Yes I pipe up, I can do that, and secretly pray that the fundraising admin will be so complex that I can wriggle out of it. Nope, thanks Fundraising team, you have made it really simple, thanks… thanks a bunch!

It’s all kicking off at Basingstoke Hospital, 10 February 2013, 10 am onwards.

Second thoughts?

So, last night, tucked up in bed, winceyette nightie on, (floor length, long sleeves) (no jokes, really own one, can’t beat it!) And I’m thinking, what to wear on Sunday for my abseil jump. I have had lots of helpful tips, no skirts, no dangly necklace, lest I hang myself, no flares, and the most helpful comment, if you do fall off, your only a hop, skip and a jump from A&E. I can’t tell you have grateful I am that Scope doesn’t have a cuddly mascot, the very thought of jumping off a building as a teddy with a bad eye… well, words fail me.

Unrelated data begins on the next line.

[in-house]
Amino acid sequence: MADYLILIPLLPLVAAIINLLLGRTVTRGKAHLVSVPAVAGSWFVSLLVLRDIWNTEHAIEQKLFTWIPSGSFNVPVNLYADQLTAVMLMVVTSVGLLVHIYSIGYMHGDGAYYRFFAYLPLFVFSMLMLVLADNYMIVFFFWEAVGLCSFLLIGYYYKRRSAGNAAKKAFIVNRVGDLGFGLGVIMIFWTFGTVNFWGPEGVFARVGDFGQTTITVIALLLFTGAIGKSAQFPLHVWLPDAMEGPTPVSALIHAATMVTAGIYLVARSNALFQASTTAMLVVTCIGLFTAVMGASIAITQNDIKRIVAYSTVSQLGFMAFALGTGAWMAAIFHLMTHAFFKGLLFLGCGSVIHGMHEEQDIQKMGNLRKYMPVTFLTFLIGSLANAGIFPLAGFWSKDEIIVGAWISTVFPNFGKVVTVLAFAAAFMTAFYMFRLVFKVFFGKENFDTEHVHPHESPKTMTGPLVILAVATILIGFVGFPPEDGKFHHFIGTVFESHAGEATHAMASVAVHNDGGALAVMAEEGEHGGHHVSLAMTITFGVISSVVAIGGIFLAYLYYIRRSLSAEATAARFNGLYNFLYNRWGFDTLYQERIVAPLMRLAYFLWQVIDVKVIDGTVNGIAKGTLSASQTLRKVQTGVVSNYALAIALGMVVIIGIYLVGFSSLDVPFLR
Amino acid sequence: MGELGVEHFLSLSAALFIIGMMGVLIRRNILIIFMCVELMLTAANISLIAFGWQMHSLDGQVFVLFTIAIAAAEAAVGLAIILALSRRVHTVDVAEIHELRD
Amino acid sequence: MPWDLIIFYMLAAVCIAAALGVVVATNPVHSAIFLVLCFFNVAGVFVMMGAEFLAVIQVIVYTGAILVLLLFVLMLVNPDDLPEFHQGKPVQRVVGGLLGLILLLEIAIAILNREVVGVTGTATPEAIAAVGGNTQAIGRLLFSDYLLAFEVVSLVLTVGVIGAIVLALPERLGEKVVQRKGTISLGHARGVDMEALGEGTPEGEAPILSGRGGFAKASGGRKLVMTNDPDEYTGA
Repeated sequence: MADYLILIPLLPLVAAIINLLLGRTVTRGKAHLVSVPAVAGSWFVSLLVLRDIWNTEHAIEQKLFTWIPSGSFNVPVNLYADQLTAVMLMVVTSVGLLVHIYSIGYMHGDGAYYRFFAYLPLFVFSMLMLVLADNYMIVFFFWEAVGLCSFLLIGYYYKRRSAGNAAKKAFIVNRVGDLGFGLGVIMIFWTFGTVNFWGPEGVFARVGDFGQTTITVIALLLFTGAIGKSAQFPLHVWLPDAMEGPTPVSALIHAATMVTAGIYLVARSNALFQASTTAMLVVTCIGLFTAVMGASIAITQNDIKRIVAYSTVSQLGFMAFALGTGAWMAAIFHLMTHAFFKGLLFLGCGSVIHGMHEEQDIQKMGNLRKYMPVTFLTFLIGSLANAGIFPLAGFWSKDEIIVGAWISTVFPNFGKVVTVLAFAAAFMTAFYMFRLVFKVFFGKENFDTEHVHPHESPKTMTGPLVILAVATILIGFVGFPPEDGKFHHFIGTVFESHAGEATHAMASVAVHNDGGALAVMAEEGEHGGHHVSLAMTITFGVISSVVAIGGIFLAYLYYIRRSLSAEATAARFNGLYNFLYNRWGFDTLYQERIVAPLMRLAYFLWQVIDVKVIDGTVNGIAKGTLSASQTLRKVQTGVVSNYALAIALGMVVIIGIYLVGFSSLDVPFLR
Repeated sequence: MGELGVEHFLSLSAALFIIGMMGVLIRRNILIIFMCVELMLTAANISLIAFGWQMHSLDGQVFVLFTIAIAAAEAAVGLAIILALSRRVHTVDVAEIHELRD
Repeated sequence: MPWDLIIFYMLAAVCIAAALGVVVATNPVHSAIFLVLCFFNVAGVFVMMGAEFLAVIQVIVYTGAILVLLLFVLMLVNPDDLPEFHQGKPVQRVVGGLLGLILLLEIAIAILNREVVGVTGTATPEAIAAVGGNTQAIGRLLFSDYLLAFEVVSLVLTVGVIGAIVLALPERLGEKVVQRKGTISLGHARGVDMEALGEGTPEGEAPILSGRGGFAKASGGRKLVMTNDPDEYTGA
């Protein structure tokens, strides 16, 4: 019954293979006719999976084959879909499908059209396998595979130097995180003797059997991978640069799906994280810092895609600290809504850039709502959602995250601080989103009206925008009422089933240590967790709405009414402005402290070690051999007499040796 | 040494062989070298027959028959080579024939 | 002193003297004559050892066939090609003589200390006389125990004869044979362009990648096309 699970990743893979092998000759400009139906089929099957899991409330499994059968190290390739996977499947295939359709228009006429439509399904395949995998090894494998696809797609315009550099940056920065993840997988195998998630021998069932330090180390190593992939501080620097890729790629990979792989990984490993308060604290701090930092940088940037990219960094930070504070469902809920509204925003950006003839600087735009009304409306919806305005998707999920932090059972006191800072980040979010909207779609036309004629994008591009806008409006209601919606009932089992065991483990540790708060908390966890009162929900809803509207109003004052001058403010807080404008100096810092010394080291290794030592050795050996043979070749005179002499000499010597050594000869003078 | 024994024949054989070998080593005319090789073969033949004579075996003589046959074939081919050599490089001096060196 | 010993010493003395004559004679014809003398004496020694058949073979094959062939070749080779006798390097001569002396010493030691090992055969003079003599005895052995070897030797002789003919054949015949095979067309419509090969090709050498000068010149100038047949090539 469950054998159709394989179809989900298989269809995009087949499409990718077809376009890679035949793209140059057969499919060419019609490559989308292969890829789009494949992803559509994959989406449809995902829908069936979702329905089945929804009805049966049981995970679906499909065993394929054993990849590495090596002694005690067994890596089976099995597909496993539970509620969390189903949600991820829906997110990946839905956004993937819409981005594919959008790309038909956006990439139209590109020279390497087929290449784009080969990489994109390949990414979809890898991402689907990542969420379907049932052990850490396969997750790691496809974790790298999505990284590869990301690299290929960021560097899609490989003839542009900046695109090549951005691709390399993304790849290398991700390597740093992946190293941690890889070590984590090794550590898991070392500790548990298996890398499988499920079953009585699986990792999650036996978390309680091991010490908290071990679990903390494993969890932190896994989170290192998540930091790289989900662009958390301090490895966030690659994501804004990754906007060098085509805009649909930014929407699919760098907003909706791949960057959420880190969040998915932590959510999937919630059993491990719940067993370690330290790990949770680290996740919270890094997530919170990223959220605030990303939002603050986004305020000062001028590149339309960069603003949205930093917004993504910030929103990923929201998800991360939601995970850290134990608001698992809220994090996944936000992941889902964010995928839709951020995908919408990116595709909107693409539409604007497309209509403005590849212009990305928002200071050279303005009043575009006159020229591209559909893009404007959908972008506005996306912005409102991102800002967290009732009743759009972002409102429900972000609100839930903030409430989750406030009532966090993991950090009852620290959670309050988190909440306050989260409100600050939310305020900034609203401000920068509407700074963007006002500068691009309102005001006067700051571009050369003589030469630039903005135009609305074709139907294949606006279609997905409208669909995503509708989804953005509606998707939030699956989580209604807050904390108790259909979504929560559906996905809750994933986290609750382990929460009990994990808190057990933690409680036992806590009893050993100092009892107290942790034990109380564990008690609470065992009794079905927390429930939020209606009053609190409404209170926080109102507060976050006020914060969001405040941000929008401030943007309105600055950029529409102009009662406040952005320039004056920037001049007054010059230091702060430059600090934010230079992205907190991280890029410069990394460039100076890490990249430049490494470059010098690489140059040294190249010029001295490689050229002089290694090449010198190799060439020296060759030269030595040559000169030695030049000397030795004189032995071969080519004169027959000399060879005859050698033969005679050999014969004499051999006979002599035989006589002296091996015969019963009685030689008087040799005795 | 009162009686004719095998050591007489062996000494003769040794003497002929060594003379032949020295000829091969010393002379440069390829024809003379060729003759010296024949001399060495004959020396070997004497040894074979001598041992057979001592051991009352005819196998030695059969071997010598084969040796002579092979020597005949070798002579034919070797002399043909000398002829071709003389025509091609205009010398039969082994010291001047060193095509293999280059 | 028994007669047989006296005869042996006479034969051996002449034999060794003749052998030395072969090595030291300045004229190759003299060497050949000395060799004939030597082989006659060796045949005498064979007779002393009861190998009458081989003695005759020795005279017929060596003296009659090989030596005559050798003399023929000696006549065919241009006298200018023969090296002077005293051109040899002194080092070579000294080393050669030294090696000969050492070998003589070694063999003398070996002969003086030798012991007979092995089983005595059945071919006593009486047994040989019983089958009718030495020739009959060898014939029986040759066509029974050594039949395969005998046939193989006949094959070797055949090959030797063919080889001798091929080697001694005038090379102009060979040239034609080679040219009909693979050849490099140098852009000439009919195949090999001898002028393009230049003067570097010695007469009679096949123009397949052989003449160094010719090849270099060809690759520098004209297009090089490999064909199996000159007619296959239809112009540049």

But, do you know, it’s going to be worth it. Customers at Scope, Roman House, have to face challenges that society throws at them daily. Accessing the community, getting people to see through the disability and see the potential within. It’s the assumption that is associated with disabilities, that they can’t do, won’t do and never will.

Well, I’ll let you into a secret, customers at Scope, Roman House, CAN do, WANT to do, and WILL do it, and I for one feel very privileged to share their journey.

Please sponsor our abseil! 

Children and Families Bill debate

Scope has been inundated with support from across the country for our campaign for better local services for disabled children and their families.

Thousands upon thousands of emails, letters, postcards, wish stars and memories have been sent to MPs calling on them to take action as part of our Keep Us Close campaign. And they have a real opportunity to do so with theChildren and Families Bill, poised to enter Parliament in a matter of weeks.

However, the impact that this support is having inside Westminster is not always so easy to see.